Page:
Rad Microcar: 1960 Messerschmitt KR200 Kabrio

As you look at the Messerschmitt KR200, it isn’t hard to notice hints of the company’s aviation heritage in the vehicle’s design. That the KR200 was something of a sales success is no doubt, and the fact that today they are a desirable collectible is also beyond question. Barn Finder Ikey H referred this original little KR200 to us, so thank you for that Ikey. The Messerschmitt is located in Santa Ana, California, and is listed for sale here on Craigslist. The owner is asking $22,500 for the tiny classic.

While this vehicle is considered by many people to be a Messerschmitt, technically, this isn’t actually correct. Following the end of World War II, Messerschmitt was a company with a strong aviation history that was forbidden to build aircraft. The company diversified in a couple of areas, but eventually stumbled upon the production of micro-cars. The first of their cars, the KR175, rolled out of the Messerschmitt factory in February of 1953. This remained in production until 1955, when the updated, and more powerful, KR200 was released. Although the KR200 remained in production until 1964, by 1956 Messerschmitt found itself in a position where it was permitted to return to its core aviation business. Suddenly, the need for motor vehicle production was an unnecessary distraction, so the company chose to sell its manufacturing works in Regensburg to a consortium which comprised Fritz Fend, the car’s designer, and brake manufacturer Valentin Knott. The resulting company was known as “Fahrzeug- und Maschinenbau GmbH Regensburg,” or FMR. Therefore, if you look at this particular car, you will see that nowhere does it carry a Messerschmitt badge, Where this would normally sit on the car’s nose is a distinctive FMR badge. And yet, to this day, the majority of people still refer to the cars as “Messerschmitts.”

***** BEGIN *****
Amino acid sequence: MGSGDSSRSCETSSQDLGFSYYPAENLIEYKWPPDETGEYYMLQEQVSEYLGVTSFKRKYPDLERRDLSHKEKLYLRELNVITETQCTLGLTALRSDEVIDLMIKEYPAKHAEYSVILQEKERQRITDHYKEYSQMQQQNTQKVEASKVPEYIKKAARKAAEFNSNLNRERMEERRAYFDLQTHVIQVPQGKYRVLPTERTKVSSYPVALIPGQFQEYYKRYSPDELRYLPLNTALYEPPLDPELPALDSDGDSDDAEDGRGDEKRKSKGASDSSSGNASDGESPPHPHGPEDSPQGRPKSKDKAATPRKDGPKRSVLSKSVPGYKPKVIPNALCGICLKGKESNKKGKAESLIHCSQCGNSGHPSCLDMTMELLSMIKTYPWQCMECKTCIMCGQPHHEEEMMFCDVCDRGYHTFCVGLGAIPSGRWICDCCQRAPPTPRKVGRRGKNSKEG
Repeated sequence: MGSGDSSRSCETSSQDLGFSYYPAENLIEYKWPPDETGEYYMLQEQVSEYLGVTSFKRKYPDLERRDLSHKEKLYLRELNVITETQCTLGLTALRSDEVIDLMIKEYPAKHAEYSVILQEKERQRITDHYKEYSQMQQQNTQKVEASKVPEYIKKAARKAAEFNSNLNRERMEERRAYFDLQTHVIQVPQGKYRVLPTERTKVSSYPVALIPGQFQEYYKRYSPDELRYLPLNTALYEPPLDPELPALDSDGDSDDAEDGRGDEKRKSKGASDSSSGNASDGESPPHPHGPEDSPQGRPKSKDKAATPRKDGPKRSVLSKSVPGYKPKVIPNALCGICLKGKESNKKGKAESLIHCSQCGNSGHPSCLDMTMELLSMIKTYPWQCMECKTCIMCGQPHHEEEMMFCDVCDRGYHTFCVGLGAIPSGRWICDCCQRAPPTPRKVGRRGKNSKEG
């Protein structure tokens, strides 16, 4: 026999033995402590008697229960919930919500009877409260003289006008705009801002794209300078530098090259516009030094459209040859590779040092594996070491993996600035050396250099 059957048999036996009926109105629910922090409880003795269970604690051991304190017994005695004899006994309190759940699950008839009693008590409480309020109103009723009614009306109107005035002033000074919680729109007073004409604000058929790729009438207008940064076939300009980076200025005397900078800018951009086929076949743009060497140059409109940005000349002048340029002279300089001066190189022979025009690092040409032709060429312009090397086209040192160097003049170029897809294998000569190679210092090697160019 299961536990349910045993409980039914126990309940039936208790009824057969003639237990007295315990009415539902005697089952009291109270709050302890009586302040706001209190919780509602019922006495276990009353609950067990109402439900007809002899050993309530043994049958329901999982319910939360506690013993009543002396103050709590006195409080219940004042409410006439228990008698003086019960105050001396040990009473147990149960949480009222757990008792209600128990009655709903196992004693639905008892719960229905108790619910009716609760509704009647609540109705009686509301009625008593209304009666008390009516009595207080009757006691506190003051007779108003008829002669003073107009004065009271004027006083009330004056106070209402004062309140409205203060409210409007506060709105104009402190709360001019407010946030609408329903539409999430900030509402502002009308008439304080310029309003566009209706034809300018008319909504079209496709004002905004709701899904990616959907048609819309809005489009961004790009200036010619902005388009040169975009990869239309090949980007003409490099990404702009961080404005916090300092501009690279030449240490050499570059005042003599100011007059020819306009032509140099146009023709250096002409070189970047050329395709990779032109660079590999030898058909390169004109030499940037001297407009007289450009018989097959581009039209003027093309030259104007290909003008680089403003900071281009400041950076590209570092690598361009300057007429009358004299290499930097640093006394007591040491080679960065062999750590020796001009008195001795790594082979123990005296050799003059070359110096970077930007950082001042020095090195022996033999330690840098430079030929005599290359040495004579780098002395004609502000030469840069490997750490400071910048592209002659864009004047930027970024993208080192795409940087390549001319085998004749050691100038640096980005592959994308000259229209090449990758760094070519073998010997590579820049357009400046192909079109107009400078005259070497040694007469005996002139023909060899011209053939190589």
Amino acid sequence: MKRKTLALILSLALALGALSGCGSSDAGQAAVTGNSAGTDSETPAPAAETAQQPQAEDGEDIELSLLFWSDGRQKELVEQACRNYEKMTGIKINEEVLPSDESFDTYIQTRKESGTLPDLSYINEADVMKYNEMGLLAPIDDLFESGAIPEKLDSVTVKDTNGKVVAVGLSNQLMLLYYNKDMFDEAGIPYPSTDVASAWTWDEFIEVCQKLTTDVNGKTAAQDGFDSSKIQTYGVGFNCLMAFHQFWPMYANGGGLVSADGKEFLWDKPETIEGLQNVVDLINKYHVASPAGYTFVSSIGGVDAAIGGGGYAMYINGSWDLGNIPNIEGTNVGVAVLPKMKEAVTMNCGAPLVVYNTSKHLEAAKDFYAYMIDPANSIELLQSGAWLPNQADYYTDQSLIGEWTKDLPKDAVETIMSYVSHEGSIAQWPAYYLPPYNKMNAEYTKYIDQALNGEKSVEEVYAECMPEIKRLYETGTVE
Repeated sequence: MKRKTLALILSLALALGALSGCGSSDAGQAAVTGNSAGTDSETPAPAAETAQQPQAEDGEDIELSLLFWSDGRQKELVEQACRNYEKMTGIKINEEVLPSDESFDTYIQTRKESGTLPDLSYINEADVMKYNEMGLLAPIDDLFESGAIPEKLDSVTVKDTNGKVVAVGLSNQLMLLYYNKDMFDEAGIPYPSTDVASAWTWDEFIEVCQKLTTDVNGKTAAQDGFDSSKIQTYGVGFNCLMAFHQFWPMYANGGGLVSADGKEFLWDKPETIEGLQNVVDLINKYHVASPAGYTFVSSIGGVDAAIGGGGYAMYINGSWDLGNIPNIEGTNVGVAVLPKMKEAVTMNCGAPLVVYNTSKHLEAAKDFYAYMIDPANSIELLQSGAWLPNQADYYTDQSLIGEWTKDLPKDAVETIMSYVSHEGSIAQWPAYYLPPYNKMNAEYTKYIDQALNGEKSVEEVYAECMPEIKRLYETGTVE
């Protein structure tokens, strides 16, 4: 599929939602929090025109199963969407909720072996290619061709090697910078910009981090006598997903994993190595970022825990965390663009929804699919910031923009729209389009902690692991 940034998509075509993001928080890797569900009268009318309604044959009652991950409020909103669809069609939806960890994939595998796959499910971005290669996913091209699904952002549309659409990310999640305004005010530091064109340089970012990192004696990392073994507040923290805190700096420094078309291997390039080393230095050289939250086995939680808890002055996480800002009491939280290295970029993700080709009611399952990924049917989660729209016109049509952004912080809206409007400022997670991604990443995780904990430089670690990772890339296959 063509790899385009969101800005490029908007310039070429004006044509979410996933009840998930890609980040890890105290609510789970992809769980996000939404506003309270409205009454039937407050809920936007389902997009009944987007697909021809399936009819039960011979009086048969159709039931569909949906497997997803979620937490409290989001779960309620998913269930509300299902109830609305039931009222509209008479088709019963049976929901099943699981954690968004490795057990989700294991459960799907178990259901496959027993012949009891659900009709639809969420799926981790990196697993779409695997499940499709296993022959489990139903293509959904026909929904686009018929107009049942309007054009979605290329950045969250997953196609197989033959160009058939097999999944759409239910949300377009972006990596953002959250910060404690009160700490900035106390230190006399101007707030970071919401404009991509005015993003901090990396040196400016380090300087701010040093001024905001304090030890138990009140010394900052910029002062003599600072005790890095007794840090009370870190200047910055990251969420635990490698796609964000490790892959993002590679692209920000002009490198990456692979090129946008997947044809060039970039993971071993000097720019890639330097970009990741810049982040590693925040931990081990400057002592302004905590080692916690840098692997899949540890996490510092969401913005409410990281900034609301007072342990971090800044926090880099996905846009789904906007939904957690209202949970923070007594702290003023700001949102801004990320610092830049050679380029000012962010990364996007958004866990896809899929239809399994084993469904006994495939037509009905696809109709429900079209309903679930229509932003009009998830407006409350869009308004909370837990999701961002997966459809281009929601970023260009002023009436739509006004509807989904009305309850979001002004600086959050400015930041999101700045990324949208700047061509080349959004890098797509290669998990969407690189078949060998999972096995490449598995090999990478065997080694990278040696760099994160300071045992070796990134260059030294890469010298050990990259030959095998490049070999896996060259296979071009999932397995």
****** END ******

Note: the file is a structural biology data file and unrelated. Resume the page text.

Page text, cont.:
The styling of the Messerschmitt is distinctive, and there is no mistaking what sort of vehicle you are looking at. The car was available in two distinct types, being the model with the full bubble canopy, and the “Kabrio.” This particular vehicle is the Kabrio, which has the soft-top and fixed side window frames. There was also a full Roadster built, and although it was essentially identical to the Kabrio, except that the side glass and window frames could be removed, it carried the KR201 model designation. This one is finished in a shade called “Grau,” or Grey. There are a few minor dings and marks on the body, but none of these look to be too bad. The car seems to be free of any real rust, although there is some corrosion “leaking” from under a couple of scratches in the paint, and from under the FMR badge on the vehicle’s nose. The KR200 is not weighed down with a massive amount of exterior trim and chrome, but what it wears appears to be in good condition.